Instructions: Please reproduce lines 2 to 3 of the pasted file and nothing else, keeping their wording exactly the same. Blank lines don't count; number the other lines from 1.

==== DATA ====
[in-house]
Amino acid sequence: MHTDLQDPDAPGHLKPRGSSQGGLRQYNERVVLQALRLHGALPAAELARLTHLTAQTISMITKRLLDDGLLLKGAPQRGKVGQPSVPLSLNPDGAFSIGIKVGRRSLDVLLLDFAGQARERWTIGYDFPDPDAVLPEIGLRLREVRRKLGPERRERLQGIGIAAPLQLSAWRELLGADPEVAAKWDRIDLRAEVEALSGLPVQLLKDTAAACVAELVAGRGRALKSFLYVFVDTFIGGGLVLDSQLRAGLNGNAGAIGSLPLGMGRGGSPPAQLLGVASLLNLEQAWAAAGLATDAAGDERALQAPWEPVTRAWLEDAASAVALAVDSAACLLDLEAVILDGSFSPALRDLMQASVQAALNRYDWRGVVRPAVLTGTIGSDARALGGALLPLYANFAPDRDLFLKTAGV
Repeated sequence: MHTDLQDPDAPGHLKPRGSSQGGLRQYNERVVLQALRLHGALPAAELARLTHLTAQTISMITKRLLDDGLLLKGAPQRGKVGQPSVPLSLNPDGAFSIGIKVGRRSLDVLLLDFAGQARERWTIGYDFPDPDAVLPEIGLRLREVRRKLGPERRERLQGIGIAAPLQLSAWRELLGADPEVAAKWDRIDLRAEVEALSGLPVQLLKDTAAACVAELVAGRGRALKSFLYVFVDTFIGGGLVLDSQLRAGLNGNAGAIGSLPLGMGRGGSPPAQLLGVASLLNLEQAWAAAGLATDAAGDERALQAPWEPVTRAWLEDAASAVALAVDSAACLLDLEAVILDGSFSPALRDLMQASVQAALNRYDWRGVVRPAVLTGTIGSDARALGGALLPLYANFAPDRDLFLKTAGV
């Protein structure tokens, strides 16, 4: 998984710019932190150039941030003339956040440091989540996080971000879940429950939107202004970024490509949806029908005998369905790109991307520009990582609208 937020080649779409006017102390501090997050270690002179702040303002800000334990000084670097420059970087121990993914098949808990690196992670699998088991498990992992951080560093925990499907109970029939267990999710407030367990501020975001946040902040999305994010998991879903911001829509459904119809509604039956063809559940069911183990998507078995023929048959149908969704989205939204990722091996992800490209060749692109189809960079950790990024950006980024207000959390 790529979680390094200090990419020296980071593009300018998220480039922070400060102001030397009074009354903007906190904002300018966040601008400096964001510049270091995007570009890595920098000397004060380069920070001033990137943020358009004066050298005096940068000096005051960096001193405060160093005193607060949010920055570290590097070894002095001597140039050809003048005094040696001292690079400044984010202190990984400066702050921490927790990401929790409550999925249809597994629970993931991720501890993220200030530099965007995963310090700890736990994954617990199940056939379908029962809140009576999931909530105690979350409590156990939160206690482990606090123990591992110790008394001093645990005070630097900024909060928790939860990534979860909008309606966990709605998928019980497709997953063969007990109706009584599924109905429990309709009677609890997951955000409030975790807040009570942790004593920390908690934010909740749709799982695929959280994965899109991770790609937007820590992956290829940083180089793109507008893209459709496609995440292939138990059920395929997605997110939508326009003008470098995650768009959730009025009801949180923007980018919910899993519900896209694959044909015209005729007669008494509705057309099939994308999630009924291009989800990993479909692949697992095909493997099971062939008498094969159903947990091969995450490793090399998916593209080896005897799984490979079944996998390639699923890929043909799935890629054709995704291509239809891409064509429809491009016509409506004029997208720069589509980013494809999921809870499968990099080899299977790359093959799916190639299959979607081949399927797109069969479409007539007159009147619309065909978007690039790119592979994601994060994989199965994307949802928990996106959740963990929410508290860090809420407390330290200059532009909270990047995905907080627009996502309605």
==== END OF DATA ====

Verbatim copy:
Amino acid sequence: MHTDLQDPDAPGHLKPRGSSQGGLRQYNERVVLQALRLHGALPAAELARLTHLTAQTISMITKRLLDDGLLLKGAPQRGKVGQPSVPLSLNPDGAFSIGIKVGRRSLDVLLLDFAGQARERWTIGYDFPDPDAVLPEIGLRLREVRRKLGPERRERLQGIGIAAPLQLSAWRELLGADPEVAAKWDRIDLRAEVEALSGLPVQLLKDTAAACVAELVAGRGRALKSFLYVFVDTFIGGGLVLDSQLRAGLNGNAGAIGSLPLGMGRGGSPPAQLLGVASLLNLEQAWAAAGLATDAAGDERALQAPWEPVTRAWLEDAASAVALAVDSAACLLDLEAVILDGSFSPALRDLMQASVQAALNRYDWRGVVRPAVLTGTIGSDARALGGALLPLYANFAPDRDLFLKTAGV
Repeated sequence: MHTDLQDPDAPGHLKPRGSSQGGLRQYNERVVLQALRLHGALPAAELARLTHLTAQTISMITKRLLDDGLLLKGAPQRGKVGQPSVPLSLNPDGAFSIGIKVGRRSLDVLLLDFAGQARERWTIGYDFPDPDAVLPEIGLRLREVRRKLGPERRERLQGIGIAAPLQLSAWRELLGADPEVAAKWDRIDLRAEVEALSGLPVQLLKDTAAACVAELVAGRGRALKSFLYVFVDTFIGGGLVLDSQLRAGLNGNAGAIGSLPLGMGRGGSPPAQLLGVASLLNLEQAWAAAGLATDAAGDERALQAPWEPVTRAWLEDAASAVALAVDSAACLLDLEAVILDGSFSPALRDLMQASVQAALNRYDWRGVVRPAVLTGTIGSDARALGGALLPLYANFAPDRDLFLKTAGV